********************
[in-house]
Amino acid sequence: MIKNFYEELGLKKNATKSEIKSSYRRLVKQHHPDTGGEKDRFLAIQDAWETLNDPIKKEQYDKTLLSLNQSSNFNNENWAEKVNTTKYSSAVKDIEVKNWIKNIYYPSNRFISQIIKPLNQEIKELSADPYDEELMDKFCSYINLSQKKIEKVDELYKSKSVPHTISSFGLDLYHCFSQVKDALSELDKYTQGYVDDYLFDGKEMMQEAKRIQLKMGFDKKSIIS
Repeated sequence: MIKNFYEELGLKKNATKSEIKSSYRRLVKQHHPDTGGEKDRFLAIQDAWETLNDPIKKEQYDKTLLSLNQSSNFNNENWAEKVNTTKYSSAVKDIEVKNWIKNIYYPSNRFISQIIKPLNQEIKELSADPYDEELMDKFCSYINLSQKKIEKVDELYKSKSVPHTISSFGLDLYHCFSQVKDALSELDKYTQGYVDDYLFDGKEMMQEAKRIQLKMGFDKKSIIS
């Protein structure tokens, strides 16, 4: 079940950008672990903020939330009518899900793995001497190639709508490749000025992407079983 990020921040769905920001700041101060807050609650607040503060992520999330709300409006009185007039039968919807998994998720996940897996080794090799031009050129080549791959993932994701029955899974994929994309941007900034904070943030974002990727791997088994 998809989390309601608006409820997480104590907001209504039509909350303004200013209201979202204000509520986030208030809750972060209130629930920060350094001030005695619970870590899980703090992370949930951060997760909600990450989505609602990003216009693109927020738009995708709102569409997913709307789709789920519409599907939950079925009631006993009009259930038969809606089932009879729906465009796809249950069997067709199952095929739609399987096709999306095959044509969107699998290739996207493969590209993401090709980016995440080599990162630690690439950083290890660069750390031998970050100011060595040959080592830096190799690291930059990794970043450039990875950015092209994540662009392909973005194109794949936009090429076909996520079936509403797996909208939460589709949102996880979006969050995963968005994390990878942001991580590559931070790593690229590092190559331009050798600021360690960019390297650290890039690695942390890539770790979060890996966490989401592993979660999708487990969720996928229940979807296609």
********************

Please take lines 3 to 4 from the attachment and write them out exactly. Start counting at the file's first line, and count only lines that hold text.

Repeated sequence: MIKNFYEELGLKKNATKSEIKSSYRRLVKQHHPDTGGEKDRFLAIQDAWETLNDPIKKEQYDKTLLSLNQSSNFNNENWAEKVNTTKYSSAVKDIEVKNWIKNIYYPSNRFISQIIKPLNQEIKELSADPYDEELMDKFCSYINLSQKKIEKVDELYKSKSVPHTISSFGLDLYHCFSQVKDALSELDKYTQGYVDDYLFDGKEMMQEAKRIQLKMGFDKKSIIS
């Protein structure tokens, strides 16, 4: 079940950008672990903020939330009518899900793995001497190639709508490749000025992407079983 990020921040769905920001700041101060807050609650607040503060992520999330709300409006009185007039039968919807998994998720996940897996080794090799031009050129080549791959993932994701029955899974994929994309941007900034904070943030974002990727791997088994 998809989390309601608006409820997480104590907001209504039509909350303004200013209201979202204000509520986030208030809750972060209130629930920060350094001030005695619970870590899980703090992370949930951060997760909600990450989505609602990003216009693109927020738009995708709102569409997913709307789709789920519409599907939950079925009631006993009009259930038969809606089932009879729906465009796809249950069997067709199952095929739609399987096709999306095959044509969107699998290739996207493969590209993401090709980016995440080599990162630690690439950083290890660069750390031998970050100011060595040959080592830096190799690291930059990794970043450039990875950015092209994540662009392909973005194109794949936009090429076909996520079936509403797996909208939460589709949102996880979006969050995963968005994390990878942001991580590559931070790593690229590092190559331009050798600021360690960019390297650290890039690695942390890539770790979060890996966490989401592993979660999708487990969720996928229940979807296609």